“Retail workers and those working in hospitality play a vital role serving our communities which has been clearly demonstrated throughout the pandemic and it’s extremely important they know they have the protection of the law when carrying out their duties.

“Any form of abuse, threats or violence faced by such workers as a result of simply doing their job is completely unacceptable and will not be tolerated.”

Denmark cancels tender for domestic coronavirus vaccine production

12:47 , Leah Sinclair

Denmark has cancelled its previously announced plans for a public tender to establish a national Covid-19 vaccine production facility as it bets on a vaccine already under development by a Danish firm, the Business Ministry said on Monday.

Prime Minister Mette Frederiksen announced in April that Denmark aimed to produce Covid-19 mRNA-vaccines by 2022, and that a tendering process would be initiated within a few weeks.

The government has since then initiated a market survey to clarify whether there was basis to start a tender, the Ministry of Industry, Business and Financial Affairs said in an emailed statement.

“Overall the assessment is that the best way to support future vaccine production in Denmark is by supporting the development of Bavarian Nordic’s vaccine candidate,” the ministry said.

It added that on this basis, there were no “current plans” for a tender.

Pupils asked to clean desks and wear face masks in corridors as schools reopen

12:23 , Tom Ambrose

Pupils will still be expected to clean their desks and wear face coverings in corridors as classes resume, a leading private school headteacher has said.

As children return to school to a relaxation of Covid-19 safety measures, Samantha Price, president of the Girls’ Schools Association (GSA), said the sector returns with “phased caution”.

It comes after the Joint Committee on Vaccination and Immunisation (JCVI) decided against recommending Covid-19 vaccines for all 12 to 15-year-olds.

Meanwhile, experts warned last month that it is “highly likely” there will be large levels of coronavirus infection in schools by the end of September.

Mrs Price, headteacher of Benenden School in Kent, said: “We are going to continue with cleaning desks after lessons and asking students to do that because I think that’s reassuring for teachers, but it’s also reassuring for cleaners who are going into those rooms as well.”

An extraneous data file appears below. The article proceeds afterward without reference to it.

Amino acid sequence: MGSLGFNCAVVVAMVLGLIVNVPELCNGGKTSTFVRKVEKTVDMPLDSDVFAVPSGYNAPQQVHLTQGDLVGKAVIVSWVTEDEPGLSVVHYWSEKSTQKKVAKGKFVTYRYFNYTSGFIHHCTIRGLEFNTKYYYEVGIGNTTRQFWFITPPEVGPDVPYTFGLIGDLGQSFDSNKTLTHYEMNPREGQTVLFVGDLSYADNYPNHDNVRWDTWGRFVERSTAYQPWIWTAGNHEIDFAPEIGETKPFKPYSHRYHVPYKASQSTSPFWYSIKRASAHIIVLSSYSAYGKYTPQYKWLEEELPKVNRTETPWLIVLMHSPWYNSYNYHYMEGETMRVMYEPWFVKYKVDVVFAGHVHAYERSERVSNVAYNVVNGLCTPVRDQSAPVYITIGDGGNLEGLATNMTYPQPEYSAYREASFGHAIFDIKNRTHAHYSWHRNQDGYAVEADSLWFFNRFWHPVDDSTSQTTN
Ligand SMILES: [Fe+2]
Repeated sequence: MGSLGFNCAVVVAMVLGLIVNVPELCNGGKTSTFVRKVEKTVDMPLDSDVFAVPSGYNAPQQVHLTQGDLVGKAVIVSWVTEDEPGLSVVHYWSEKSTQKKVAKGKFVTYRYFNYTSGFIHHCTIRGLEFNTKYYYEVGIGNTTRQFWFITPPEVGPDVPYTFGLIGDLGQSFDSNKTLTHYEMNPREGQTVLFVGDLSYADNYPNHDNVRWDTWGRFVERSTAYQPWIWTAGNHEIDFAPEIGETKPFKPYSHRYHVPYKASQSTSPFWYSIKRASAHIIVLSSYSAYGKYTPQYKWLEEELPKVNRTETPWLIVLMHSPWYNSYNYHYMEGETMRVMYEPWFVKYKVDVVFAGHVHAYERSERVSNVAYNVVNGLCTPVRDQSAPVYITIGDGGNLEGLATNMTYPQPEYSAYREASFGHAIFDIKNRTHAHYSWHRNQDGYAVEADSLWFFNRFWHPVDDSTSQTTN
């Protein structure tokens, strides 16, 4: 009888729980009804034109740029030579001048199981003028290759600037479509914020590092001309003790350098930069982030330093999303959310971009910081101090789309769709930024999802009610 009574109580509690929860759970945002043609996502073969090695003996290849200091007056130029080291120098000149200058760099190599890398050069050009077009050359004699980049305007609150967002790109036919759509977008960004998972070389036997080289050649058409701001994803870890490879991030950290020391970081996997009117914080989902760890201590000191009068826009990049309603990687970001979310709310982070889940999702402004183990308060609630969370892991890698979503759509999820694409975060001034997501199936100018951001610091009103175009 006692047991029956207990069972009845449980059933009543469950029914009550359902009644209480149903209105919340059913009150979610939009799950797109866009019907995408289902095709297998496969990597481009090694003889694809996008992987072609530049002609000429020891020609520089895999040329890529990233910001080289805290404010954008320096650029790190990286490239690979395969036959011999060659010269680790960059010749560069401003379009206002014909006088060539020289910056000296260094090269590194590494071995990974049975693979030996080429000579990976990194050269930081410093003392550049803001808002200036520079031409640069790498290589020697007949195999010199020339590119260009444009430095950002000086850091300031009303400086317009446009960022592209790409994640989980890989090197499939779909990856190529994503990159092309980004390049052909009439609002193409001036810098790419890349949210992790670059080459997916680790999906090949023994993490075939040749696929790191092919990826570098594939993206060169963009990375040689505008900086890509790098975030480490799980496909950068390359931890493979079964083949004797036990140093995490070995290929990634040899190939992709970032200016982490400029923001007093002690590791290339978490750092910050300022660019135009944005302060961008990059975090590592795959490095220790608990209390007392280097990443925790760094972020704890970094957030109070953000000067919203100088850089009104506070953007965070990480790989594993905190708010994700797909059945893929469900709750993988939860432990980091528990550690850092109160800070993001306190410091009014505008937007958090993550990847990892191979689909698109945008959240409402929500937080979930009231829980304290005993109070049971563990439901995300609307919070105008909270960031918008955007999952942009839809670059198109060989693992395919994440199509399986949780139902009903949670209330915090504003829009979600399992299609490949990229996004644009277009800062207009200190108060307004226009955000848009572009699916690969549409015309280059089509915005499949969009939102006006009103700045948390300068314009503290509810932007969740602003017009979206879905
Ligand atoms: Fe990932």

“In our school we are going to ask students to wear masks in corridors and in public areas and obviously there’s still going to be testing,” she added.

In the event of an outbreak, the school could revert to “bubbles” or more physical distancing between teachers and pupils if needed, Mrs Price said.

Greece begins administering COVID vaccines outside churches

12:12 , Tom Ambrose

Greece has begun administering vaccinations for COVID-19 outside churches in a pilot program recently announced by the government as a means of encouraging more people to get the shots.

Mobile National Health Organization units began administering shots Monday in a church yard in Archanes, a town near the city of Heraklion on the southern island of Crete.

The single-dose Johnson and Johnson vaccine was being used, with shots being administered from 9am until 2pm. Fifty-two appointments were booked for the first day, but some people were turning up without appointments and were being given the vaccines.

The government announced the program last month, with mobile health care units to administer shots in town squares outside churches, initially in Crete and later expanding to the country's main cities.

Air pollution linked to greater risk of Covid-19 hospital admission – study

12:01 , Tom Ambrose

The mayor of London has said “bold action” is needed to tackle air pollution after a new report found it causes a greater risk of Covid-19 hospital admission.

Sadiq Khan, who commissioned the review carried out by Imperial College London, said decisions made to eradicate toxic air are now “a matter of life and death”.

The research said long-term exposure to air pollution before the pandemic increased the risk of a person becoming sicker if they became infected with the Covid-19 and being admitted to hospital.

It also said exposure could increase a person’s likelihood of catching the virus, although studies into this effect are still in early stages.

Philippines plans new COVID-19 lockdown strategy to help economy

10:57 , Tom Ambrose

The Philippines will relax some COVID-19 restrictions in the Manila region from Wednesday and also intends to outline plans to shift to smaller, localised lockdowns to support the economy, the presidential spokesperson said.

The moves come despite the Southeast Asian country reporting record infection numbers as it battles the Delta variant.

The government believed localised COVID-19 restrictions would be more effective in controlling outbreaks without constraining mobility and business activity too much, Presidential Spokesperson Harry Roque told a briefing.

Slovakia eases COVID rules for events during pope's visit